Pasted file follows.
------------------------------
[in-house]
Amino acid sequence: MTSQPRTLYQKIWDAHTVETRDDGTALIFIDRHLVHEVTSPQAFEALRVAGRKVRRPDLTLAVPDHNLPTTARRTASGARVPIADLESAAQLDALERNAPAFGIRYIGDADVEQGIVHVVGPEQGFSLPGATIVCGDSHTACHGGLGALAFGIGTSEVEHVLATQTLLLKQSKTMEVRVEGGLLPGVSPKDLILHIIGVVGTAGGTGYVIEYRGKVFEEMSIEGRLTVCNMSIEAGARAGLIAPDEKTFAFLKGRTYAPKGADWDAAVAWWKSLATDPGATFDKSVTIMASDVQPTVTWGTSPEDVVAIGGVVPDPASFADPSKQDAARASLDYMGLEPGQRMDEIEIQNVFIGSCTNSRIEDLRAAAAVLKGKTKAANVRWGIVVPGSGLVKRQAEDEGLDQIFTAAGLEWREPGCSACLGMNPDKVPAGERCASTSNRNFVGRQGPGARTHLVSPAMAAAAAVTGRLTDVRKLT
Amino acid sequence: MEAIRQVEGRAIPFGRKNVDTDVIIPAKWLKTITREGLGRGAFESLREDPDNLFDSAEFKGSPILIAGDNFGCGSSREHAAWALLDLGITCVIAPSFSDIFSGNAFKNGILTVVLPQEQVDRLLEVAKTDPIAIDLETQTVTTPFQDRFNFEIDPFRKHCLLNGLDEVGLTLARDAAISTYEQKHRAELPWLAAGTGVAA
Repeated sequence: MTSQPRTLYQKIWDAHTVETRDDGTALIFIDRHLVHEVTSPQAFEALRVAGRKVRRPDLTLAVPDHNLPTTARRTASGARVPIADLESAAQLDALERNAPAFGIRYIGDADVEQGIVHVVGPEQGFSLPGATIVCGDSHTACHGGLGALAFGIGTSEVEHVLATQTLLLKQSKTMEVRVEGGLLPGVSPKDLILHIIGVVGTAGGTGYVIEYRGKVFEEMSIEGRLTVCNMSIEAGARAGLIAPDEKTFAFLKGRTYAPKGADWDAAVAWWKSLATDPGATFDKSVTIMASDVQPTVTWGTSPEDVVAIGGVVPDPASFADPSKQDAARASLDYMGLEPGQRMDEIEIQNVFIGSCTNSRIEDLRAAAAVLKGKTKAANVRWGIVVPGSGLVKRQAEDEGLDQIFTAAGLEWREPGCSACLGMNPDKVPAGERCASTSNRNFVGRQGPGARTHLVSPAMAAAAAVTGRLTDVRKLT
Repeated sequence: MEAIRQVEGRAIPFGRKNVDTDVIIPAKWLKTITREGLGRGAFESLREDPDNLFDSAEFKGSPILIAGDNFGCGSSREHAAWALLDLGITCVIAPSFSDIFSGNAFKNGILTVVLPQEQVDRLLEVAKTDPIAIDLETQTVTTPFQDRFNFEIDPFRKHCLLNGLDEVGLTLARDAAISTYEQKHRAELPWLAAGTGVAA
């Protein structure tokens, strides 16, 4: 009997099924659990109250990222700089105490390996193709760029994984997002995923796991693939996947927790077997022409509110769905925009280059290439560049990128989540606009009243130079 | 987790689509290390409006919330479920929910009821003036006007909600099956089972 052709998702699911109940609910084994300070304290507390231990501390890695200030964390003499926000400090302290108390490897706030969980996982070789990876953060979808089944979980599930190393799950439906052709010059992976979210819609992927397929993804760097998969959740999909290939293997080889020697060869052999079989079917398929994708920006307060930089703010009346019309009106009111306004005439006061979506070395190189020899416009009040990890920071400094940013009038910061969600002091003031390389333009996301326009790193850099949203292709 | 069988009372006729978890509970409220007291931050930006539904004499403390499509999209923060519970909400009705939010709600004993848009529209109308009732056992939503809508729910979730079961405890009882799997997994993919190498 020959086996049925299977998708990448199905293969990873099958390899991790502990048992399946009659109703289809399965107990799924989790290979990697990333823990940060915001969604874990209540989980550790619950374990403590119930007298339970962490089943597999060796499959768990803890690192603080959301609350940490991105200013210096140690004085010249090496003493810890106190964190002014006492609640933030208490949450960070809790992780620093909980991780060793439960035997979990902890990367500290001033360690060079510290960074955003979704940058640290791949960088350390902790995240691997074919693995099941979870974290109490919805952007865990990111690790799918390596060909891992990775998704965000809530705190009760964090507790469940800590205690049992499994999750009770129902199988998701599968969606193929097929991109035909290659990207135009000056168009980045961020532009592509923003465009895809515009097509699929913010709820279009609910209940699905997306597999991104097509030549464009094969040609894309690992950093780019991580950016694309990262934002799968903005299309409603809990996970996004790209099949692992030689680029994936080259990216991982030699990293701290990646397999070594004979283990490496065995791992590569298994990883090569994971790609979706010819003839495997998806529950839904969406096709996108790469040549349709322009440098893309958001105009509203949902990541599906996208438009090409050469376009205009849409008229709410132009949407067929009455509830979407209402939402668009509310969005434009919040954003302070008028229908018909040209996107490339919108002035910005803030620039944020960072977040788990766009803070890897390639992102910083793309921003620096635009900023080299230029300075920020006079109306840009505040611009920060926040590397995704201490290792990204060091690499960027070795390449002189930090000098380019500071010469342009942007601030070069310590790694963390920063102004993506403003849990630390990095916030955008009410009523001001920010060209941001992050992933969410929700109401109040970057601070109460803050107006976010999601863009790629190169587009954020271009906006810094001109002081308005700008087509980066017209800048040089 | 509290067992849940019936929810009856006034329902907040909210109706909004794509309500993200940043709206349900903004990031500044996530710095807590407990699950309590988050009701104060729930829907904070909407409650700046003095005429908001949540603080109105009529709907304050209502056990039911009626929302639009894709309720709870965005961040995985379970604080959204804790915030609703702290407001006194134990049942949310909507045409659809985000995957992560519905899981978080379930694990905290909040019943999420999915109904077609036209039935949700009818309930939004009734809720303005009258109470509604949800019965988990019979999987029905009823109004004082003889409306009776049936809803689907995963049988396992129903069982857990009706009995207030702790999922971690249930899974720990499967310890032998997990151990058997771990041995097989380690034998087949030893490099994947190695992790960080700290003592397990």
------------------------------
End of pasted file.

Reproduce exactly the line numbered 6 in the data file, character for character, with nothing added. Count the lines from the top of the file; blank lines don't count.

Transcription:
């Protein structure tokens, strides 16, 4: 009997099924659990109250990222700089105490390996193709760029994984997002995923796991693939996947927790077997022409509110769905925009280059290439560049990128989540606009009243130079 | 987790689509290390409006919330479920929910009821003036006007909600099956089972 052709998702699911109940609910084994300070304290507390231990501390890695200030964390003499926000400090302290108390490897706030969980996982070789990876953060979808089944979980599930190393799950439906052709010059992976979210819609992927397929993804760097998969959740999909290939293997080889020697060869052999079989079917398929994708920006307060930089703010009346019309009106009111306004005439006061979506070395190189020899416009009040990890920071400094940013009038910061969600002091003031390389333009996301326009790193850099949203292709 | 069988009372006729978890509970409220007291931050930006539904004499403390499509999209923060519970909400009705939010709600004993848009529209109308009732056992939503809508729910979730079961405890009882799997997994993919190498 020959086996049925299977998708990448199905293969990873099958390899991790502990048992399946009659109703289809399965107990799924989790290979990697990333823990940060915001969604874990209540989980550790619950374990403590119930007298339970962490089943597999060796499959768990803890690192603080959301609350940490991105200013210096140690004085010249090496003493810890106190964190002014006492609640933030208490949450960070809790992780620093909980991780060793439960035997979990902890990367500290001033360690060079510290960074955003979704940058640290791949960088350390902790995240691997074919693995099941979870974290109490919805952007865990990111690790799918390596060909891992990775998704965000809530705190009760964090507790469940800590205690049992499994999750009770129902199988998701599968969606193929097929991109035909290659990207135009000056168009980045961020532009592509923003465009895809515009097509699929913010709820279009609910209940699905997306597999991104097509030549464009094969040609894309690992950093780019991580950016694309990262934002799968903005299309409603809990996970996004790209099949692992030689680029994936080259990216991982030699990293701290990646397999070594004979283990490496065995791992590569298994990883090569994971790609979706010819003839495997998806529950839904969406096709996108790469040549349709322009440098893309958001105009509203949902990541599906996208438009090409050469376009205009849409008229709410132009949407067929009455509830979407209402939402668009509310969005434009919040954003302070008028229908018909040209996107490339919108002035910005803030620039944020960072977040788990766009803070890897390639992102910083793309921003620096635009900023080299230029300075920020006079109306840009505040611009920060926040590397995704201490290792990204060091690499960027070795390449002189930090000098380019500071010469342009942007601030070069310590790694963390920063102004993506403003849990630390990095916030955008009410009523001001920010060209941001992050992933969410929700109401109040970057601070109460803050107006976010999601863009790629190169587009954020271009906006810094001109002081308005700008087509980066017209800048040089 | 509290067992849940019936929810009856006034329902907040909210109706909004794509309500993200940043709206349900903004990031500044996530710095807590407990699950309590988050009701104060729930829907904070909407409650700046003095005429908001949540603080109105009529709907304050209502056990039911009626929302639009894709309720709870965005961040995985379970604080959204804790915030609703702290407001006194134990049942949310909507045409659809985000995957992560519905899981978080379930694990905290909040019943999420999915109904077609036209039935949700009818309930939004009734809720303005009258109470509604949800019965988990019979999987029905009823109004004082003889409306009776049936809803689907995963049988396992129903069982857990009706009995207030702790999922971690249930899974720990499967310890032998997990151990058997771990041995097989380690034998087949030893490099994947190695992790960080700290003592397990």